What's Involved? - an insight.

    In the July 2005 issue of our bi-montly magazine "Catchpoint" SteamRanger's volunteer mechanical engineer Bob Sexton gave an interesting insight into the rebuilding work.

    Here is an edited version of what he wrote together with some photos contributed by a number of volunteers.

  • From the Bottom Up!

    From time to time our fleet of carriages is upgraded with a newly out-shopped and gleaming car. At first glance you might say "that looks nice" and take it for granted that someone did their job well. Beauty and strength however is much more than skin deep as Daryl Simon and Fred Valstar will attest if you can corner them and ask a few leading questions. Daryl and Fred are the key members of the Mt Barker Depot carriage restoration team and a car is out-shopped only after the thorough and rigorous overhaul/improvement of all of its component parts is complete to Daryl and Fred's satisfaction.

    At ground level. The items to be looked at are the two bogie units. Bolsters must be in top shape, pivot pins renewed where necessary and brake rigging thoroughly overhauled and modified to accept commercially available brake blocks. Incidentally, if you are observant you will note that in the floor of each overhauled car is a screwed panel which when removed allows the pivot pin to be pulled - this enables future removal of bogies without having to jack to carriage halfway to heaven (clever thinking!).

    The underframe then comes under review with crack tests on the trunnion and repairs/reconstruction to the point that sagging end-frames sag no more, and the couplings at each end are true and level with their package assemblies in working order again - just like Mr Bagshaw made them back about 100 years ago. No slack or slop here!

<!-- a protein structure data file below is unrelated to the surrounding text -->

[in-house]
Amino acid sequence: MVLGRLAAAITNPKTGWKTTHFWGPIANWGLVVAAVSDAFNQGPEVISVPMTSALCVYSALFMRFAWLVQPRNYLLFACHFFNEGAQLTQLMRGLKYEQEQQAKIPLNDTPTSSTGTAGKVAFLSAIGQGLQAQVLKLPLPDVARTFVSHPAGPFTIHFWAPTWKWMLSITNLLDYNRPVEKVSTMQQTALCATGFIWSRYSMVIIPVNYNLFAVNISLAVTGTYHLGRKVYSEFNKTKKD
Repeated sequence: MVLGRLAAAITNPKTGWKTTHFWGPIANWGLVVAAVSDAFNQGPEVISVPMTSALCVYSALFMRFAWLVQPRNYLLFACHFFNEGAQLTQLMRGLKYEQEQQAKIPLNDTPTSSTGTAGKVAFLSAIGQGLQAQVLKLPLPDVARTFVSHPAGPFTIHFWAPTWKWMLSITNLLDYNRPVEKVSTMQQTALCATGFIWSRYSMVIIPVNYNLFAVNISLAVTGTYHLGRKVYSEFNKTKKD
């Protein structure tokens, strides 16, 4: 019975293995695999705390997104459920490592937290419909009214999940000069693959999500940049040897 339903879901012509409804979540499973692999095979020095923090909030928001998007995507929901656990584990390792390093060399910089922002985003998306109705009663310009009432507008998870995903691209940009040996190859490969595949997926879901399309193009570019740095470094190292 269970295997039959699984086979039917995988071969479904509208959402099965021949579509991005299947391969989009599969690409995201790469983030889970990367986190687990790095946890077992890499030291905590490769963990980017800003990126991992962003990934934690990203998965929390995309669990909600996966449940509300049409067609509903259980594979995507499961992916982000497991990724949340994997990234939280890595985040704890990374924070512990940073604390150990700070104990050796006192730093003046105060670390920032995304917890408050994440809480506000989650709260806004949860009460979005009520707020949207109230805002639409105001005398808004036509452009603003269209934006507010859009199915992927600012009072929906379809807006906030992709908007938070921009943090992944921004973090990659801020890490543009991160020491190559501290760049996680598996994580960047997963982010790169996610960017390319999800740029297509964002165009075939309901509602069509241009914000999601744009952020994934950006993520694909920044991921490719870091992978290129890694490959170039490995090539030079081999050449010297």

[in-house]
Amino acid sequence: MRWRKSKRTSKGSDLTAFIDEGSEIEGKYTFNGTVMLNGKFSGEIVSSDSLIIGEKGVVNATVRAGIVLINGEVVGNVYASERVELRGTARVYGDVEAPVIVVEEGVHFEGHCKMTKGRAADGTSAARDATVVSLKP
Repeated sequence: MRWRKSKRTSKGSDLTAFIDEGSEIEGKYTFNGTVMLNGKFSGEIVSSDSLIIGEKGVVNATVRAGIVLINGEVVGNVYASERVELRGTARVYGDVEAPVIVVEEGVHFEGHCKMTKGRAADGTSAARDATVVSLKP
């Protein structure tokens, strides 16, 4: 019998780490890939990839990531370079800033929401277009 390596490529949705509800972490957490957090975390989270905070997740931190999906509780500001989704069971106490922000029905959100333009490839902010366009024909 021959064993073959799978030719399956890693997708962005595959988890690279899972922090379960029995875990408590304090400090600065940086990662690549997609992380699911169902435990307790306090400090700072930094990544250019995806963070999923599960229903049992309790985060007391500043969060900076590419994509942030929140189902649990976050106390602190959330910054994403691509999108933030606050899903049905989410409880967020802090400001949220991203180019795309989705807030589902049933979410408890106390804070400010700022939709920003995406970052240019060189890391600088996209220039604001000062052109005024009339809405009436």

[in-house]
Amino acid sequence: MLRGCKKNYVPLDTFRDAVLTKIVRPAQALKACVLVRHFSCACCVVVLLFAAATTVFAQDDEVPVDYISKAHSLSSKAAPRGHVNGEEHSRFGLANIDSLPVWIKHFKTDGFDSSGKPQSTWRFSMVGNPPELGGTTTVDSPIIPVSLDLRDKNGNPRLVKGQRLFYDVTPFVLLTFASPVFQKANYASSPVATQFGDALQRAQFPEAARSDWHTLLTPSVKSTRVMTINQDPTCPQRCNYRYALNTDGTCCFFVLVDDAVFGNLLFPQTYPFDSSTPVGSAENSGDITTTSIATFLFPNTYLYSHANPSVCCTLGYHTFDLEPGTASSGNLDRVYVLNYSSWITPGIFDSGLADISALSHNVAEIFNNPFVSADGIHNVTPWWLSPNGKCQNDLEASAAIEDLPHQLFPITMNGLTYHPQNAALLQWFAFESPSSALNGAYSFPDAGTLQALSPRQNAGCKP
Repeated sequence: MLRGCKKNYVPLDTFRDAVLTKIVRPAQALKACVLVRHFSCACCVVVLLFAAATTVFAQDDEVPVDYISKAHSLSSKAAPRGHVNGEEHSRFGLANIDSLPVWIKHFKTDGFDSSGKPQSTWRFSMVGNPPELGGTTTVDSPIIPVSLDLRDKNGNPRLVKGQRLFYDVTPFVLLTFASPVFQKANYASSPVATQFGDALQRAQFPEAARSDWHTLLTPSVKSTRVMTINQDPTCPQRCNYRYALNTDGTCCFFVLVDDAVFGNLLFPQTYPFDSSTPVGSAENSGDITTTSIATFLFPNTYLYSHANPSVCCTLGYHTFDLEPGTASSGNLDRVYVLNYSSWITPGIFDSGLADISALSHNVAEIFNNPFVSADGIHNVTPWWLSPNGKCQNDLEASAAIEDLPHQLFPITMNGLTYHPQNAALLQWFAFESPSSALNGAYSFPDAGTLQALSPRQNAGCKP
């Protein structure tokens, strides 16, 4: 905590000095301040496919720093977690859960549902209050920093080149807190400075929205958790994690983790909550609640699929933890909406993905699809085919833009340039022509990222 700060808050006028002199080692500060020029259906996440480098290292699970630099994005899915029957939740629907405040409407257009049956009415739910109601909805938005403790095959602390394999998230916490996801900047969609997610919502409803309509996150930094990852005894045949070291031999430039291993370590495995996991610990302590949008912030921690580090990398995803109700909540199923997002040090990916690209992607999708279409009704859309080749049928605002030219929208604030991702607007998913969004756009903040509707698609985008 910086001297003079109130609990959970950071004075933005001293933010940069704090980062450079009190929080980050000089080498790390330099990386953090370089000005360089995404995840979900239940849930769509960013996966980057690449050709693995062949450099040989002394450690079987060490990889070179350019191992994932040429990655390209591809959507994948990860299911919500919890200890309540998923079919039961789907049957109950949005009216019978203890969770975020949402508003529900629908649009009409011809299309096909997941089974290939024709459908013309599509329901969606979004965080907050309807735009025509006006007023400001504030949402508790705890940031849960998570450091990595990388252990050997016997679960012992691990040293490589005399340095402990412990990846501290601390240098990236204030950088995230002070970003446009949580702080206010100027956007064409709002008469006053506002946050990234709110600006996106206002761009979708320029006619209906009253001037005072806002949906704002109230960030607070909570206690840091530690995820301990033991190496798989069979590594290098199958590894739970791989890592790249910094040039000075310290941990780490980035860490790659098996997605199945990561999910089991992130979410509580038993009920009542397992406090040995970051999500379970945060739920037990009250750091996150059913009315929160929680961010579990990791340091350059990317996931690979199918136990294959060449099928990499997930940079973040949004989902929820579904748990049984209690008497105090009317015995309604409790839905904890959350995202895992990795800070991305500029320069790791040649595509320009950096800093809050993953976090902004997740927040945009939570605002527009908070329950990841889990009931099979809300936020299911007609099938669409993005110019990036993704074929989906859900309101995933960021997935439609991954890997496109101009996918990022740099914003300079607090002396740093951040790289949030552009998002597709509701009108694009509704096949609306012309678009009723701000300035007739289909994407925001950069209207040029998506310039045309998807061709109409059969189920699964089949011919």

Now the carriage itself. After many decades of movement and weather, the woodwork in general has seen better days; so most of it comes off. Stripped bare (left) , it looks like a house before cladding, as the framework is invariably rotten in vital areas and rather rickety.

    So steel cross bracing and corner angles are fashioned from flat bar by Daryl (above) , angle iron, and square steel tubing as appropriate and by the time this is all installed the frame is in an acceptably rigid shape. This thought and effort is put into every item right to the top of the roof which is waterproofed, preferably with fibreglass.

    Steel sheet is used extensively, with joints carefully sealed, in order to keep water out of all the places where rot had previously done its worst.

    Then Fred turns to his carriage building skills to re-create the heritage facade.

    New car floors are fitted, with close attention to guarantee flatness, rot resistance, and strength. Linoleum or vinyl is laid and sealed and timbers are oiled appropriately.

    Windows receive careful attention so that they slide easily, and innovative SteamRanger designed drop-down safety stops are installed so that no-one inadvertently jams their fingers. Seats are repaired or recovered and installed, and fittings and labels complete the job.

    Finally the paint work is attacked by Daryl (looking like a spaceman) along with Rex Hoppo (right). Rex is a retired commercial painter who has painted everything from milk floats to wheat silos in his lifetime. The result is a job sprayed or brushed to perfection!

    So there you have it, thousands of hours of thought, planning, and plain hard work so that all you have to do is sit and enjoy the passing scenery, and hopefully admire your stately surroundings!

    Based on a contribution by Bob Sexton to June 2005 "Catchpoint"

    Updated Nov 2009